Citizen Reporter
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2 minute read
15 May 2022
12:30 pm

‘This is not unfair remuneration’: Sibanye-Stillwater CEO defends R300 million payday

Citizen Reporter

Neal Froneman says the company will not be bullied into unsustainable wage demands at its gold mines.

Neal Froneman, CEO of Sibanye-Stillwater, speaks at the Joburg Mining Indaba in 2014. Photo: Gallo Images / Business Day / Martin Rhodes

The chief executive officer (CEO) of Sibanye-Stillwater, Neal Froneman, has defended the astonishing R300.3 million paid to him last year in remuneration.

In an interview with the Sunday Times, Froneman said the company would not be bullied into unsustainable wage demands at its gold mines amid wage increase demands from mining unions that have described his R300 million payout as immoral.

The Association of Mineworkers and Construction Union (Amcu) and the National Union of Mineworkers (NUM) have been striking over salary increases at Sibanye-Stillwater for almost three months.

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The workers are demanding an increase of R1,000 a month. The gold miner is offering R850 each year for three years.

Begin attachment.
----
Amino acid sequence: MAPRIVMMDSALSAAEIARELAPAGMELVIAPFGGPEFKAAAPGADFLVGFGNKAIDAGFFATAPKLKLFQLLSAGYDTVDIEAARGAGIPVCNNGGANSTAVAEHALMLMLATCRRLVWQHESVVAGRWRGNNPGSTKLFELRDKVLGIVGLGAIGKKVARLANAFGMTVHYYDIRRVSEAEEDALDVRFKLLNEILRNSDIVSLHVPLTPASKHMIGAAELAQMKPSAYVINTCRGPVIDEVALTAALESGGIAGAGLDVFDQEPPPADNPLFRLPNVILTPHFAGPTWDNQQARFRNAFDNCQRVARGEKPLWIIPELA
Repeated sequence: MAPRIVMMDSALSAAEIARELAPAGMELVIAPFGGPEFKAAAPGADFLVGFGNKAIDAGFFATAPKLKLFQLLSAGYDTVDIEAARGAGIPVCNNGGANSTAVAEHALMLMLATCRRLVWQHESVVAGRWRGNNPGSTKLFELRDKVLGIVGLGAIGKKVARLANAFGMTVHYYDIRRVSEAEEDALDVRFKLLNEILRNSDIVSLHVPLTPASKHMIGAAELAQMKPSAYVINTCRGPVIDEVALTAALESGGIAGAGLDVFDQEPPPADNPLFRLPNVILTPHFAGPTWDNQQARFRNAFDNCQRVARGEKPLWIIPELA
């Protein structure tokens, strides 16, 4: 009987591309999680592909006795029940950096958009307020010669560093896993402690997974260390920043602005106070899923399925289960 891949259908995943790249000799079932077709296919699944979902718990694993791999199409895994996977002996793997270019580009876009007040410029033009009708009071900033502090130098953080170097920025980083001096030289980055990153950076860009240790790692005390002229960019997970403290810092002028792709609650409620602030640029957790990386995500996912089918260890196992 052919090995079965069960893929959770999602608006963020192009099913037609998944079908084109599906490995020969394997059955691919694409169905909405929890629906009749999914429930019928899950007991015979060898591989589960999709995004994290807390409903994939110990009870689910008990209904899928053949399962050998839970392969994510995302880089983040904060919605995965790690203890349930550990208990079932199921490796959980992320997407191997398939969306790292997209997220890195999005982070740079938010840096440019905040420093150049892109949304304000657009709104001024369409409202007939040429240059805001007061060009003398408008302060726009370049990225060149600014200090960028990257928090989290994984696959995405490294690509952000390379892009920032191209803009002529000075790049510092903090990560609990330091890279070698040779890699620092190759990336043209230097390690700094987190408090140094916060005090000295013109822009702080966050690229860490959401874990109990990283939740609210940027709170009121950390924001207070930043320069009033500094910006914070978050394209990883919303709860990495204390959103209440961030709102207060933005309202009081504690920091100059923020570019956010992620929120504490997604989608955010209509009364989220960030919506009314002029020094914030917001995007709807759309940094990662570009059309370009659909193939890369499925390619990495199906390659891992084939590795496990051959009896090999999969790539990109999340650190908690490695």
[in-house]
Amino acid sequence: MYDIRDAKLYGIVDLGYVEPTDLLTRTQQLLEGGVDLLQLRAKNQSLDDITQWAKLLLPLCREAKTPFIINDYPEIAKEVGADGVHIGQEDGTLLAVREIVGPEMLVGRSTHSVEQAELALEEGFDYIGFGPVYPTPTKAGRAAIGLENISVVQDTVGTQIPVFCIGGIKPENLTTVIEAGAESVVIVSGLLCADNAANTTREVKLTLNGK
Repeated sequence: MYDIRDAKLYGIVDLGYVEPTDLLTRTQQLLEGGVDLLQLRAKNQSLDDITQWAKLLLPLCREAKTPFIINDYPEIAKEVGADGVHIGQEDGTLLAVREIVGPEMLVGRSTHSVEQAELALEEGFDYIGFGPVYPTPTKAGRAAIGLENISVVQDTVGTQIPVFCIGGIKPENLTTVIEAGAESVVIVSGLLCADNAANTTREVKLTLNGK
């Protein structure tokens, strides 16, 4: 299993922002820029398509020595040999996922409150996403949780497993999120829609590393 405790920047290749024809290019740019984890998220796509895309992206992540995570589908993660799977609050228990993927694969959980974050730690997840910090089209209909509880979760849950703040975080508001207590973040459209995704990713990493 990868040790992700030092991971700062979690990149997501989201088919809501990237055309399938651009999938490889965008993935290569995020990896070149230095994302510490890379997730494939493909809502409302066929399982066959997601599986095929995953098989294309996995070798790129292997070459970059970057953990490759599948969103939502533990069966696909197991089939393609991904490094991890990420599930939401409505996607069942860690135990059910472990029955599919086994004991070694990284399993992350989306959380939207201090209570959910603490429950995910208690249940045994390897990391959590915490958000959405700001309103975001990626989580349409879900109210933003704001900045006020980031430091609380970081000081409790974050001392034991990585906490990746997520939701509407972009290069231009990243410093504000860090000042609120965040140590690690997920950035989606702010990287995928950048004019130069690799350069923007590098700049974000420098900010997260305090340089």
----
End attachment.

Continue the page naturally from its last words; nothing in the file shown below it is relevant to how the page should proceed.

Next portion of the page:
‘I had nothing to do with my remuneration’

Froneman defended his bonus for the 2021 financial year, saying he had worked hard to increase the company’s profits and save jobs.

He said executive remuneration was not well understood, explaining that his salary and bonuses – including long-term incentives – were determined by non-executive directors and remuneration specialists.

Froneman also said his pay was benchmarked against his peers in the mining industry. 

“I had nothing to do with my remuneration. Only a small portion, I think R28 million in this case, is a cash remuneration that is paid by the company. The 270-million of shares is a cost to the shareholder,” he was quoted as saying.

Froneman said the company’s shareholders approved his executive remuneration, adding that he was not against the idea of being transparent about his earnings.

“If you have not delivered and you receive remuneration like this, then you should be embarrassed, but to be honest the Sibanye team has shot the lights out.

“Our gold division only had five years of life. We have still got 10 to 13 years of life. We have saved 30,000 jobs.”

Froneman added that Sibanye outperformed world-class companies like Barrick Gold, Newmont, Impala Platinum, Gold Fields and Anglo American Platinum.

“This is not unfair remuneration. It is also an incentive that is at risk. If we did not perform, we would not receive this. It is not that it is a guaranteed return. It is a very important difference.”

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